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It was so easy. No stress, no voices raised. Bush just nodded to Condoleezza, Condoleezza told Weisglass, Weisglass passed the word to Sharon - and Sharon agreed to leave Arafat be, despite all the threats to have him deported or killed.

This week, the procedure is repeating itself. The same chain of command has gone into action, so facile, so friendly, with the result being that the Israeli separation fence will not encompass Ariel or lunge deep into Palestinian territory.

It is worth mentioning the submissiveness in both cases of most of Israel's government ministers, and the absence of public demonstrations. In the long run, the overwhelming majority of Israelis, with Sharon at the top of the list, realize that a head-on confrontation with the United States is not an option. Or to put it differently, there is such an option, but it would be insane.

But does the United States understand this? And if it does, then what conclusion has it drawn?

In consistently giving preference to U.S.-Israel relations over any other consideration, Sharon is articulating, in the deepest sense, the existential dilemma in which Israel finds itself. It can no longer save itself by its own means. Even Sharon, the man who dismantled Yamit in days gone by, cannot free Israel from the burden of the territories and thereby guarantee its future as a Jewish state. He cannot do so politically, and apparently not emotionally either. Sharon is not the Israeli de Gaulle.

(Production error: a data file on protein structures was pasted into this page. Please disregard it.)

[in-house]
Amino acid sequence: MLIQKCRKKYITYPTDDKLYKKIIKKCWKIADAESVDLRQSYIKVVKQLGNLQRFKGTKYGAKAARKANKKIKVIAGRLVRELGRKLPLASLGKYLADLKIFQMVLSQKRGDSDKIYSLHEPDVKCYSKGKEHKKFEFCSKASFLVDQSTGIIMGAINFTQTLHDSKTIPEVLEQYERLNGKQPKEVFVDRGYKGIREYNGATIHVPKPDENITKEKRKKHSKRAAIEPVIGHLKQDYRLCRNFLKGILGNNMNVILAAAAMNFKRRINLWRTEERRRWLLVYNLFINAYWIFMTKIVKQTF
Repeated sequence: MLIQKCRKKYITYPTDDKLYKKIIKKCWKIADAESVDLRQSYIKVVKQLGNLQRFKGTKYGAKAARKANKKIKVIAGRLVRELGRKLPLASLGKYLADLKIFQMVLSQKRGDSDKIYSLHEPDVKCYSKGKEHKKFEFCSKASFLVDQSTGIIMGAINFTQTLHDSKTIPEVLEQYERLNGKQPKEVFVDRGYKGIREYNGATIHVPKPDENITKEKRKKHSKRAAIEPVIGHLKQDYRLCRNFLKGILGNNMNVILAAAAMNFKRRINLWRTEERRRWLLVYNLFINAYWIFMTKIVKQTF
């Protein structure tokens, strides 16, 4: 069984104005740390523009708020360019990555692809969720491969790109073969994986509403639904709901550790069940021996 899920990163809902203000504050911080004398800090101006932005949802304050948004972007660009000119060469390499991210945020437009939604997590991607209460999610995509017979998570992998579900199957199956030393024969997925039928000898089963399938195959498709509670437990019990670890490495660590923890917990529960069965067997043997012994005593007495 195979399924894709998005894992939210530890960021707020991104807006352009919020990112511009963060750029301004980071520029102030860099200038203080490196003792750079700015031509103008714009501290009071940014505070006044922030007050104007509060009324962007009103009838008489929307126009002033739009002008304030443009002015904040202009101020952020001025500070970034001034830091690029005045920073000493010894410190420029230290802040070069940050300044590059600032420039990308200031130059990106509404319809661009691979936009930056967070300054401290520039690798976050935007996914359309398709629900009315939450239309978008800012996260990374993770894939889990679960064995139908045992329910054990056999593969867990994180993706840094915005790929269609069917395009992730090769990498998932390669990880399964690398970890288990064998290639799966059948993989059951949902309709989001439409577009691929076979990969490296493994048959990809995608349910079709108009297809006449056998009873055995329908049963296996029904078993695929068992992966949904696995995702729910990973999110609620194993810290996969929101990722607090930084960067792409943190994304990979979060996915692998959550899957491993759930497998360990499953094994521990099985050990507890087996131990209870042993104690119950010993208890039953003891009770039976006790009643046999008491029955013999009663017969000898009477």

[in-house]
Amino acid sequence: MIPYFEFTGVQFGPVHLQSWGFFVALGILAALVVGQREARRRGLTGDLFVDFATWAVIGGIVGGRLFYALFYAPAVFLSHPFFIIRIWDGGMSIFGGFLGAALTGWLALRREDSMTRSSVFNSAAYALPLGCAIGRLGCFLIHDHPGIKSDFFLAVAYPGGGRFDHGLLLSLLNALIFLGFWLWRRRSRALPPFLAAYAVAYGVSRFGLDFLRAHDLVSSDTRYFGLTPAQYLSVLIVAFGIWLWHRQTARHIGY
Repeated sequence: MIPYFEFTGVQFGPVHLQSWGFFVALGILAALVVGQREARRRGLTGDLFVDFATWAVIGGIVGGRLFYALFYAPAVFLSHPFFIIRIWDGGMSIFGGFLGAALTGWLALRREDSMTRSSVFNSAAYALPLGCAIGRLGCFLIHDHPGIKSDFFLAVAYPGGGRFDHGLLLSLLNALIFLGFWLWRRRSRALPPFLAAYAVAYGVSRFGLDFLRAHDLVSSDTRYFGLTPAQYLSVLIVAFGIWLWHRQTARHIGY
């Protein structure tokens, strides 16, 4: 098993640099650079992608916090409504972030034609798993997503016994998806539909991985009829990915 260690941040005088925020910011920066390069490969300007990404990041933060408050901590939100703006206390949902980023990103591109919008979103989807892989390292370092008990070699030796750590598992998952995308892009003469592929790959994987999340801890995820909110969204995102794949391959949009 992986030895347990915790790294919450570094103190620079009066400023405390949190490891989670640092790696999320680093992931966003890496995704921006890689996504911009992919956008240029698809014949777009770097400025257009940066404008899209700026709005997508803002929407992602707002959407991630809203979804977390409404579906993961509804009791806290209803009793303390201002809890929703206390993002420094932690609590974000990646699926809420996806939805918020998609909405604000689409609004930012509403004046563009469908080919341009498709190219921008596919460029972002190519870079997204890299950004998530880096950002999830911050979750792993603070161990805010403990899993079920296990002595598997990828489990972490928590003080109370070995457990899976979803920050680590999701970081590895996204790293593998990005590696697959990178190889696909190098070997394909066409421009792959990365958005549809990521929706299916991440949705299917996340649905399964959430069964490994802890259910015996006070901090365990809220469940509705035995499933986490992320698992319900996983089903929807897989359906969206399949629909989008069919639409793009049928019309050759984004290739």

The most Sharon is capable of doing, and is in fact doing though perhaps not intentionally, is to direct the mute cry emanating from our political impotence toward our superpower ally: Save us from ourselves!

Abu Mazen, in the few weeks of his failed government, was also sending out distress signals to Washington: Save us from the subversive, pathological rejectionism of Arafat.

True, the United States has consistently avoided using all its clout, from 1967 until today, to pry Israel away from its grip on the territories. But the more the situation goes downhill, the vision of an agreed-upon solution slips away and the Bosnian scenario looms larger, the need to save Israel from itself - and the region from catastrophe - becomes a more vital and pressing American interest.

Lately, after the slim hopes for Abu Mazen's government were dashed, America has become more sharply aware of the gravity of the danger which could soon ruin forever any chance of implementing a "two states for two peoples" solution.

"By 2020," states a recent editorial in The New York Times, "the Jews will be a minority... Talk of two states will end. Two options will remain: an apartheid state ... or a new political entity without a Jewish identity. The conclusion is clear. Israel must begin to plan its exit from the West Bank and Gaza, not only to permit the creation of a viable, contiguous Palestinian state, but to preserve its own future."

As for the United States, the editorial continues, "true support for Israel means helping it see through its pain and rage to its own best interest."

Bill Clinton essentially offered the same dire prognostication in Tel Aviv this week - albeit wrapped in the tender sentiments of "someone who loves Israel more than words can say," but leaving no room for doubt. "Every year," he warned, "the Palestinians grow larger, younger, poorer, angrier." Israel would continue to prevail militarily, he said, "but they will break your heart."

From the waves of admiration that engulf Clinton every time he visits here, one sees the marginality of the impact of those Israeli and American Jewish extremists who attempted to portray the former U.S. president as hostile because of his relentless efforts to redivide this country to accommodate two peoples.

President Bush, with his clear-eyed vision of two states living in peace side by side, would win the sweeping support of his people, of the world - and also of this tormented land - if he would just give the nod to Condoleezza to tell Weisglass to pass the word to Sharon: Get out of the territories.